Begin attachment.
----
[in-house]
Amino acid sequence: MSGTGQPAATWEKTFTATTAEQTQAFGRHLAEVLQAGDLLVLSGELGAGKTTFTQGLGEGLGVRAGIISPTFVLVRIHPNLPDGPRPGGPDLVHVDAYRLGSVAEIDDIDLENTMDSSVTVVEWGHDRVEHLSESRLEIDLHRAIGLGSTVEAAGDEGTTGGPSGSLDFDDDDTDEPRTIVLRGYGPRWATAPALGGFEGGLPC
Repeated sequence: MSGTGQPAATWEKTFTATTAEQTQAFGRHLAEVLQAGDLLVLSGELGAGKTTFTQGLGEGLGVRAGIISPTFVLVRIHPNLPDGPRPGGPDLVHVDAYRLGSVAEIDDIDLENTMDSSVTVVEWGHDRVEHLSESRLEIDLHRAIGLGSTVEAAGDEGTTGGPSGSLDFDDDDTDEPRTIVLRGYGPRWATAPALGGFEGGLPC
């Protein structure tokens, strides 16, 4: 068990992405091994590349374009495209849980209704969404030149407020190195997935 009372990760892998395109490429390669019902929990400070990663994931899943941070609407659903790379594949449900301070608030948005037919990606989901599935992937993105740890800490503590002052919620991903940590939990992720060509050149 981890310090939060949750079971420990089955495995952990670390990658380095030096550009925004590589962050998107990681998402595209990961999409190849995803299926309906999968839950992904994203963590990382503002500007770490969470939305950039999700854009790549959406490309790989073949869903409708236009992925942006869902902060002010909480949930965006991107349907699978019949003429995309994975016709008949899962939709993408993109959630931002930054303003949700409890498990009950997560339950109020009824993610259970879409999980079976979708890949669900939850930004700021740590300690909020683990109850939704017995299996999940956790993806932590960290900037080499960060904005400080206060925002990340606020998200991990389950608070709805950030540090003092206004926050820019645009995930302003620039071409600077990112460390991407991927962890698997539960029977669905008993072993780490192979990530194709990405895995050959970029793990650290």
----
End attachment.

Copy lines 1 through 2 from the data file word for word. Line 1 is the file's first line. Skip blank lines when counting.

[in-house]
Amino acid sequence: MSGTGQPAATWEKTFTATTAEQTQAFGRHLAEVLQAGDLLVLSGELGAGKTTFTQGLGEGLGVRAGIISPTFVLVRIHPNLPDGPRPGGPDLVHVDAYRLGSVAEIDDIDLENTMDSSVTVVEWGHDRVEHLSESRLEIDLHRAIGLGSTVEAAGDEGTTGGPSGSLDFDDDDTDEPRTIVLRGYGPRWATAPALGGFEGGLPC